The phrase "drive-by signings" reminds me of a strange experience I had in a bookstore once. I was browsing the selection of new books. I pick up one, and noticed the author had signed the title page. I flip back to the cover to see if it was marked as an autographed copy. It was not, nor was there any indication on the display that these were autographed. I flip through a couple others, and see that they are all autographed.

I decided to alert the employees. They were as surprised as I was. The person behind the counter at the time happened to be one of the managers. He explained that the author was local. Apparently, the author had come in once and, without informing them, decided to autograph all the copies of his book. The manager shrugged and said they would mark the books accordingly.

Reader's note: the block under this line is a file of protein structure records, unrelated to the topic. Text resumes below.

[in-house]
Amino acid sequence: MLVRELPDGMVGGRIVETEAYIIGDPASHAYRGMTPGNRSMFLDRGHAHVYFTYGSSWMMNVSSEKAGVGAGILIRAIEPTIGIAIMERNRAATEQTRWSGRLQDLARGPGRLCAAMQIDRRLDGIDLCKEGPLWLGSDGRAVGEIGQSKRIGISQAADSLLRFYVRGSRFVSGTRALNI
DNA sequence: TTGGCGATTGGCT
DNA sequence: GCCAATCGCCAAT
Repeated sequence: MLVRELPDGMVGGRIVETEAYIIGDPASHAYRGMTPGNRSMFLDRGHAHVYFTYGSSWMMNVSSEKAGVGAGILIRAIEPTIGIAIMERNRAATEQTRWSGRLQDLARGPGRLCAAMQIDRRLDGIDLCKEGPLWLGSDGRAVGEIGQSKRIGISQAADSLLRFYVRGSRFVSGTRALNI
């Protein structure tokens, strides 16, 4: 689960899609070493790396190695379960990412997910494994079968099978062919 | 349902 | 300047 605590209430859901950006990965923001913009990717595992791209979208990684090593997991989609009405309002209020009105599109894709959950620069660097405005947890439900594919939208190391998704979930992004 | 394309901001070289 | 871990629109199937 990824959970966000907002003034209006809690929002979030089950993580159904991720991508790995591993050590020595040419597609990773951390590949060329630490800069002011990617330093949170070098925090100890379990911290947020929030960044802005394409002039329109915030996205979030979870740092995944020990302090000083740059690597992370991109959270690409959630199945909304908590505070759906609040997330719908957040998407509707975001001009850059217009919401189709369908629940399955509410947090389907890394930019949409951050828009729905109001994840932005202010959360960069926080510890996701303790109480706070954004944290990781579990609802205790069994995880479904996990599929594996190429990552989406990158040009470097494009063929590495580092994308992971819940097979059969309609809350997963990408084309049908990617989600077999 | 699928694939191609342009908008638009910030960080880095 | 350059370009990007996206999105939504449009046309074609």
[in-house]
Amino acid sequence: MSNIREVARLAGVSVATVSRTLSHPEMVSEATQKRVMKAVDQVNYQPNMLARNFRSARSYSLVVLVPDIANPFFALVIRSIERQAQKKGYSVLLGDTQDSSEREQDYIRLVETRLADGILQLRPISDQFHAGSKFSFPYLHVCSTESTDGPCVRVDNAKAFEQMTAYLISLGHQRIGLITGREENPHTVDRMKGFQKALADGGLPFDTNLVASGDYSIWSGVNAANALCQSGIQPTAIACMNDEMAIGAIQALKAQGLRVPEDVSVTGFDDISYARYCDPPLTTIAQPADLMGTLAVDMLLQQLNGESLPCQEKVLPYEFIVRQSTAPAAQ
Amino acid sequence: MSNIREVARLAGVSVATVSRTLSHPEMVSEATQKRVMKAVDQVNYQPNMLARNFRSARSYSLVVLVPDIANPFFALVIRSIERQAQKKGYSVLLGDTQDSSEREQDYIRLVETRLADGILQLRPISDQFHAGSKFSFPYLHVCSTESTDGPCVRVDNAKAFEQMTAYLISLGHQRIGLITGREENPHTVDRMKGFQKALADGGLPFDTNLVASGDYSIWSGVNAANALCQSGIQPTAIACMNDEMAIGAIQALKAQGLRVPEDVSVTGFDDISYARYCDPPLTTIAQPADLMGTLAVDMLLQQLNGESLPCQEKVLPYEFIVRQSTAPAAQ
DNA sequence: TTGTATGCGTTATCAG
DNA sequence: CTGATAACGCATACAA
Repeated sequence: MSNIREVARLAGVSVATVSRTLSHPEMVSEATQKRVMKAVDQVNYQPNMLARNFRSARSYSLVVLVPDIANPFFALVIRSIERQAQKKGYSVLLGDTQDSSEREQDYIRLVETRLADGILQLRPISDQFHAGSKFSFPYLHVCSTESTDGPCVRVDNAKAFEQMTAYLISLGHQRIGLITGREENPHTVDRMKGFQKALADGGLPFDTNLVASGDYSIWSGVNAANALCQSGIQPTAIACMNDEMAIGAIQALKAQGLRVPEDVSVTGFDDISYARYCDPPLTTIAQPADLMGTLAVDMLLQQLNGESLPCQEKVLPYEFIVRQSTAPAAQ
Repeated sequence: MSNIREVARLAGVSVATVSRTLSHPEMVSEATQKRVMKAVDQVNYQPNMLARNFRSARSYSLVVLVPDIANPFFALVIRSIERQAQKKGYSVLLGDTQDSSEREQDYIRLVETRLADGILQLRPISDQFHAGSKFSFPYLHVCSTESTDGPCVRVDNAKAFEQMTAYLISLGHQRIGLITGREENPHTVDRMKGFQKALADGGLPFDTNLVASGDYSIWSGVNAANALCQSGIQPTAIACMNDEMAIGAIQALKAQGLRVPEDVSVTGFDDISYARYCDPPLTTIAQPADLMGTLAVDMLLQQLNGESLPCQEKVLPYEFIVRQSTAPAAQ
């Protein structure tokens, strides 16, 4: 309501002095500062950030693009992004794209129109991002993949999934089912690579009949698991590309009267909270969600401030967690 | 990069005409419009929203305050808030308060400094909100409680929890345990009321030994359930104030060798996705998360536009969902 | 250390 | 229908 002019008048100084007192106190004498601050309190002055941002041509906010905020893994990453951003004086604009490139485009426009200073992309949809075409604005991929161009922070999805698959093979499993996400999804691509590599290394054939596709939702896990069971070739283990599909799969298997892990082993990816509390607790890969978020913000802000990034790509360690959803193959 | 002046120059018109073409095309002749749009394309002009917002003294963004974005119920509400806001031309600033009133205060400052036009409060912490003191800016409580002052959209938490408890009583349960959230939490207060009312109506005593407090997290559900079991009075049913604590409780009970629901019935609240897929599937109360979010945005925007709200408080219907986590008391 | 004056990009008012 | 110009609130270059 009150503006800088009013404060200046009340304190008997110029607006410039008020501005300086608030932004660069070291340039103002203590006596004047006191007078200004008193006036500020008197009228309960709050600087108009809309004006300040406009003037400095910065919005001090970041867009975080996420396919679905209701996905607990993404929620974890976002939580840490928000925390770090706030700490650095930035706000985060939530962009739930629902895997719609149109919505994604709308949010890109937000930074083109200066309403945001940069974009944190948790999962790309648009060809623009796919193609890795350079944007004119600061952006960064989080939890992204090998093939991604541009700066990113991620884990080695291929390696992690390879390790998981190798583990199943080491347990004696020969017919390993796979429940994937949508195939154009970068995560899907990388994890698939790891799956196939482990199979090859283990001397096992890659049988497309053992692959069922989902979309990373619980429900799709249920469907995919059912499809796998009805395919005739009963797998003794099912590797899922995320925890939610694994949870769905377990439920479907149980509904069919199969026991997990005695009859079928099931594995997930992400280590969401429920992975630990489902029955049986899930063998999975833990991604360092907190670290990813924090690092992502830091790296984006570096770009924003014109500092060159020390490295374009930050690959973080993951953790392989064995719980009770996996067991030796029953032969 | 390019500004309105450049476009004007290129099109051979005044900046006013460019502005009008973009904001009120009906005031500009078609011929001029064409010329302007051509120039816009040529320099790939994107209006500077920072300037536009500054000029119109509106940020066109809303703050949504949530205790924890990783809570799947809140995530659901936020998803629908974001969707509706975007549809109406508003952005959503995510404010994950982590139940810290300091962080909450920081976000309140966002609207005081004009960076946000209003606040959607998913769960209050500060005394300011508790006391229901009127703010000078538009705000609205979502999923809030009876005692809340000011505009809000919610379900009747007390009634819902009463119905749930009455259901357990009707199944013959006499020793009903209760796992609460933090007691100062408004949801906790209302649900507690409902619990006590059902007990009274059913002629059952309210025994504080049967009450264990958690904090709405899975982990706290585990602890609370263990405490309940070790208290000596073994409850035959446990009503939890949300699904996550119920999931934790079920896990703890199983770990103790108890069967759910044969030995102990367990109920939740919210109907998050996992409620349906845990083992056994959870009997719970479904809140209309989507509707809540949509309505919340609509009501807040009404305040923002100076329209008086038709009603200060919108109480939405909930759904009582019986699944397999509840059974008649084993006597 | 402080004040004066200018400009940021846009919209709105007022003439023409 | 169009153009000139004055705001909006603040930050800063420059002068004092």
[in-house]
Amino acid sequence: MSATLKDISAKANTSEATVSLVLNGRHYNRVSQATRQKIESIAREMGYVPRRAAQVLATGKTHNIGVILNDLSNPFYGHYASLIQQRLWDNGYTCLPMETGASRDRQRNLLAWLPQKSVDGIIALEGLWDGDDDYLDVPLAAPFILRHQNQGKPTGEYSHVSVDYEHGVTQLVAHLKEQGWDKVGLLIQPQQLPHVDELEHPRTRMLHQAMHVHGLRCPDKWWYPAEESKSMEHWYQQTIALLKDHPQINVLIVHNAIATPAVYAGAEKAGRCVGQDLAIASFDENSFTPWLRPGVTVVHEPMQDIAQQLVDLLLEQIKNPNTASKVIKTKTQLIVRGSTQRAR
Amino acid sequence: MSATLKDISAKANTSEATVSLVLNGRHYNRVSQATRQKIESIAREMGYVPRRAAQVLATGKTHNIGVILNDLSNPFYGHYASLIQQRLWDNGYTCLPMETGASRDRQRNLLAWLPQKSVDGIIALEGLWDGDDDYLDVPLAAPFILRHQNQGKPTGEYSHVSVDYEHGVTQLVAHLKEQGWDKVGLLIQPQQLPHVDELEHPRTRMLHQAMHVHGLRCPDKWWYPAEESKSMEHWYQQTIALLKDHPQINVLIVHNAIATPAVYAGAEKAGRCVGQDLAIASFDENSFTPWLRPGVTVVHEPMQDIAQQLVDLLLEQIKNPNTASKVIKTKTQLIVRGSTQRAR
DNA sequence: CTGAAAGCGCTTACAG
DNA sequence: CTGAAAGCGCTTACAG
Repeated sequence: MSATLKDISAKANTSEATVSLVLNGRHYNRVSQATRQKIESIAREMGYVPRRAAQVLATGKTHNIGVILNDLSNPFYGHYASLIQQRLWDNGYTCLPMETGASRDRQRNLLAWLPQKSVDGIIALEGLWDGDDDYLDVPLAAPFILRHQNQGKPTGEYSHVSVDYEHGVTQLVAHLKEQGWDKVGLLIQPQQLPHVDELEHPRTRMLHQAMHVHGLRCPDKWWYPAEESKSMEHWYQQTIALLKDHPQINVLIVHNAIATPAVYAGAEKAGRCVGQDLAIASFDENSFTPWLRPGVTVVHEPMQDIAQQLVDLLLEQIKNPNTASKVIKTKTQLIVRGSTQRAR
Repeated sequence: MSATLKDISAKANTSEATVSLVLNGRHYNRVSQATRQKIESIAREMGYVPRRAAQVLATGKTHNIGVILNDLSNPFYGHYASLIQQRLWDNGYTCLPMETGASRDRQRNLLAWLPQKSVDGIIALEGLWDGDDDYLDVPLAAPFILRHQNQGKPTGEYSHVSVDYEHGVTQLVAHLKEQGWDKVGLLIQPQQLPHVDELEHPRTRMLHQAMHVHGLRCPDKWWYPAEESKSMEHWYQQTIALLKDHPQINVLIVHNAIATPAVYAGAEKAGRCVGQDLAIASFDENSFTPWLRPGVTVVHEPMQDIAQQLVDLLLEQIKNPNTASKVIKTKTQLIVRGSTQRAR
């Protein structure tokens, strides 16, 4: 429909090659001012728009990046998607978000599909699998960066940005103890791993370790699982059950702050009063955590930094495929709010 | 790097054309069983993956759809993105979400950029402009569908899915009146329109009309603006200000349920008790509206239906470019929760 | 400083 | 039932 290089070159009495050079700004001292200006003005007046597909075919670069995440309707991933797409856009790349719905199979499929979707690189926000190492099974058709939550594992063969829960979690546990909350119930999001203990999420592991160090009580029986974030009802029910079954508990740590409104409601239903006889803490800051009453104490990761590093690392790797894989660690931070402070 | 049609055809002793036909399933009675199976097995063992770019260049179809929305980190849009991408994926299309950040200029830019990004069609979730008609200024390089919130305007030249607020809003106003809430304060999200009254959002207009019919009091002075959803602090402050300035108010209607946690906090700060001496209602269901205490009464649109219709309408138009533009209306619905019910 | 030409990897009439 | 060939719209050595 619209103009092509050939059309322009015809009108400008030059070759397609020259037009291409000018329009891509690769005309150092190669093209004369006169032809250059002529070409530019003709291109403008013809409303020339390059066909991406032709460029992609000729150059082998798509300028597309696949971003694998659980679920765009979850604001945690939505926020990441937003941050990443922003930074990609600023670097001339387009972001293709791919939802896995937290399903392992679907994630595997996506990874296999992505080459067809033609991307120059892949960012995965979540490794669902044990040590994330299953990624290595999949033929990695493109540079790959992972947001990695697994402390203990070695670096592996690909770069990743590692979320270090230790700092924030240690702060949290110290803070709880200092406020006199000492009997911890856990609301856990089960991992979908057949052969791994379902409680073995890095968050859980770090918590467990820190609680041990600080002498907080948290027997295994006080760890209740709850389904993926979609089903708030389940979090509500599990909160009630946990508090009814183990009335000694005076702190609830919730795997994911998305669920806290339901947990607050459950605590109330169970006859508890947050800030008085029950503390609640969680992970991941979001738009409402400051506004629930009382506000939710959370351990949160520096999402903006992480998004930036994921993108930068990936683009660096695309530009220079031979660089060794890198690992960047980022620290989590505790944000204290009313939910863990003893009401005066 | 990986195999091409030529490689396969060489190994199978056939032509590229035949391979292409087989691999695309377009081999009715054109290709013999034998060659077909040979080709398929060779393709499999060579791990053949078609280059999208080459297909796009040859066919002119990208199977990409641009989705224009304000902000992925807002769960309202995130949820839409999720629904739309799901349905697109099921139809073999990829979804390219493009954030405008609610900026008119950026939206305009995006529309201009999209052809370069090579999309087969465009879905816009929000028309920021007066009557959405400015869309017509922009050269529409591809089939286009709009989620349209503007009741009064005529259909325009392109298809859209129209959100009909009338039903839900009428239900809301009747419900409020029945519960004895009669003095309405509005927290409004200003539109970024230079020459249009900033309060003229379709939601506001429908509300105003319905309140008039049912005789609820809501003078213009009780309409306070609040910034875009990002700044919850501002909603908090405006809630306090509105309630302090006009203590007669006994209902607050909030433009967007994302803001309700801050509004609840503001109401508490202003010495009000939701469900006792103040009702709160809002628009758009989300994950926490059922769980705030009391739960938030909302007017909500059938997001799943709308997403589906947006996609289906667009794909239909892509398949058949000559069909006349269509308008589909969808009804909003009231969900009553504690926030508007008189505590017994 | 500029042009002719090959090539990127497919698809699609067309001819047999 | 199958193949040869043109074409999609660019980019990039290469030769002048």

I guess it's nice that the author was giving away free autographs, but what's the point of promotion if no one knows you're doing it?

LynnRodz said...

What you don't see at night, you see in the morning. I should've said, "...but what could I do.

Gee, where is everyone? I didn't realize flag day was such a big holiday, everyone's out celebrating. (Btw, love the flag.)

Carolynnwith2Ns said...

Great WIR.
Awesome subheader.
And, it's all about the out-of-it sweet pup.
Oh, congrats to Donna again. IMHO your FF was one of the best ever.

stacy said...

Thank you, Janet! Great WIR.